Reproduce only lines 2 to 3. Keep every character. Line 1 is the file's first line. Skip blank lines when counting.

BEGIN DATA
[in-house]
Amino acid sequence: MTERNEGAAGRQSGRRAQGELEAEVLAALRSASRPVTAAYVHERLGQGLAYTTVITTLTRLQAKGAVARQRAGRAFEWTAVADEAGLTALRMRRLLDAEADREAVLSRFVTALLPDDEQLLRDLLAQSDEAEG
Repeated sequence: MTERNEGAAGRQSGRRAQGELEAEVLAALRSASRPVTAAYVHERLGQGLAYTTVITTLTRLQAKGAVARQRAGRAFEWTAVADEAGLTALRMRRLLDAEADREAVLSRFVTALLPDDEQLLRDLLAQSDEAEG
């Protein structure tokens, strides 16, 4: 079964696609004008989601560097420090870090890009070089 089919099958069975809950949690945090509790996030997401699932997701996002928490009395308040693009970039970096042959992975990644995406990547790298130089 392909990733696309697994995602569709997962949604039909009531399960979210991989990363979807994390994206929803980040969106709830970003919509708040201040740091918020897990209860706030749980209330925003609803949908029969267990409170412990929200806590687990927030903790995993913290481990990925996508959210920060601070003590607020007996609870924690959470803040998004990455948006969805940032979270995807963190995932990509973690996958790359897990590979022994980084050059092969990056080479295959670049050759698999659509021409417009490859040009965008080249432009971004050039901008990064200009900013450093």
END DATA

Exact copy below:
Amino acid sequence: MTERNEGAAGRQSGRRAQGELEAEVLAALRSASRPVTAAYVHERLGQGLAYTTVITTLTRLQAKGAVARQRAGRAFEWTAVADEAGLTALRMRRLLDAEADREAVLSRFVTALLPDDEQLLRDLLAQSDEAEG
Repeated sequence: MTERNEGAAGRQSGRRAQGELEAEVLAALRSASRPVTAAYVHERLGQGLAYTTVITTLTRLQAKGAVARQRAGRAFEWTAVADEAGLTALRMRRLLDAEADREAVLSRFVTALLPDDEQLLRDLLAQSDEAEG